DOJ: Trump campaign did not coordinate with Russia in 2016
WASHINGTON — The Justice Department said Sunday that special counsel Robert Mueller's investigation did not find evidence that President Donald Trump's campaign "conspired or coordinated" with Russia to influence the 2016 presidential election. Mueller also investigated whether Trump obstructed justice but did not come to a definitive answer.
In a four-page letter to Congress, Attorney General William Barr said Mueller's report "does not exonerate" the president on obstruction and instead "sets out evidence on both sides of the question."
Barr released his four-page summary of Mueller's report Sunday afternoon. Mueller wrapped up his investigation on Friday with no new indictments, bringing to a close a probe that has shadowed Trump for nearly two years.
Democrats vowed to press on with their own investigations, while the White House claimed vindication.
"The findings of the Department of Justice are a total and complete exoneration of the President of the United States," White House spokeswoman Sarah Sanders said.
In reality, Mueller's investigation left open the question of whether Trump obstructed justice by firing FBI Director James Comey and drafting an incomplete explanation about his son's meeting with a Russian lawyer during the campaign. That left it to the attorney general to decide. After consulting with DOJ officials, Barr said he and his deputy, Rod Rosenstein, determined the evidence "is not sufficient to establish that the president committed an obstruction of justice offense."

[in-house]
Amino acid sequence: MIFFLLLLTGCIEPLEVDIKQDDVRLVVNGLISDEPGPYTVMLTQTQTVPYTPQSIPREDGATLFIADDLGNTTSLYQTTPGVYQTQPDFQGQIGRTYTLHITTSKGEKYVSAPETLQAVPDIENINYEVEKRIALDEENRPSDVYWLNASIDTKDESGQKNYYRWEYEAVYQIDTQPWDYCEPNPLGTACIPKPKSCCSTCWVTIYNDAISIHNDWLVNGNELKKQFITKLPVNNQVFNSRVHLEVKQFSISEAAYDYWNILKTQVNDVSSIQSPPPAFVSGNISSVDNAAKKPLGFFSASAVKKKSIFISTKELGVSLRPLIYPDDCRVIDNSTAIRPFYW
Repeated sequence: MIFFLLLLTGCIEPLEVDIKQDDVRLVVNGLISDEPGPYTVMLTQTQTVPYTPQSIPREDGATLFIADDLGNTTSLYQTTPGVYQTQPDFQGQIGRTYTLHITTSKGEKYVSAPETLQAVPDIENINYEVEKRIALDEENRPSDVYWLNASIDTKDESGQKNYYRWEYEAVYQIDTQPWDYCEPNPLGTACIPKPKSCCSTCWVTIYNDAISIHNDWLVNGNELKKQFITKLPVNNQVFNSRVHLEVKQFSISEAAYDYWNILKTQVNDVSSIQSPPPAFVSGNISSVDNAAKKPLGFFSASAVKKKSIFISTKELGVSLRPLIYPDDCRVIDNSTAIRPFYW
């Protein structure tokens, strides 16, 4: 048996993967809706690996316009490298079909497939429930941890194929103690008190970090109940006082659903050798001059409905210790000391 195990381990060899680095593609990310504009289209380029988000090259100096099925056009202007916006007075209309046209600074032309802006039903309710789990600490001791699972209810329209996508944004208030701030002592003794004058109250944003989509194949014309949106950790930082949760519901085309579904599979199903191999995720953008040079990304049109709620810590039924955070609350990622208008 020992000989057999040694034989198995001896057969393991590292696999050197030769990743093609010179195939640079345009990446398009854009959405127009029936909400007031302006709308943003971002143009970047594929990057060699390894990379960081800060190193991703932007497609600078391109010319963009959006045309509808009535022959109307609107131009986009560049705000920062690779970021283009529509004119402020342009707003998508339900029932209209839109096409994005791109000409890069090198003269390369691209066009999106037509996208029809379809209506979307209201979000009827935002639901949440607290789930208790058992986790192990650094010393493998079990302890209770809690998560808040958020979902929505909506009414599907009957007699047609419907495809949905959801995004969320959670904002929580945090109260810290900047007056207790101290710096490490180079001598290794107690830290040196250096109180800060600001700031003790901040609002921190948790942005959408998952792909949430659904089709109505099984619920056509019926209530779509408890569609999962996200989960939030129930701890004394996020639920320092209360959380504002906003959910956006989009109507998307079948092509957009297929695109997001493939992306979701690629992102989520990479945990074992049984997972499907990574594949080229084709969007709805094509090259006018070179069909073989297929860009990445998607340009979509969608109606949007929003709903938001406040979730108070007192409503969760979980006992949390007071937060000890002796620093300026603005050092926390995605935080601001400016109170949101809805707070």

Barr, nominated to his job by Trump last fall, said their decision was based on the evidence uncovered by Mueller and not based on whether a sitting president can be indicted.
Barr's chief of staff called White House counsel Emmet Flood at 3 p.m. Sunday to brief him on the report to Congress.
Mueller's investigation ensnared nearly three dozen people, senior Trump campaign operatives among them. The probe illuminated Russia's assault on the American political system, painted the Trump campaign as eager to exploit the release of hacked Democratic emails to hurt Democrat Hillary Clinton and exposed lies by Trump aides aimed at covering up their Russia-related contacts.
Mueller submitted his report to Barr instead of directly to Congress and the public because, unlike independent counsels such as Ken Starr in the case of President Bill Clinton, his investigation operated under the close supervision of the Justice Department, which appointed him.
Mueller was assigned to the job in May 2017 by Rosenstein, who oversaw much of his work. Barr and Rosenstein analyzed Mueller's report on Saturday, laboring to condense it into a summary letter of main conclusions.
Barr said that Mueller "thoroughly" investigated the question of whether the Trump campaign coordinated with Russia's election interference, issuing more than 2,800 subpoenas, obtaining nearly 500 search warrants and interviewing 500 witnesses.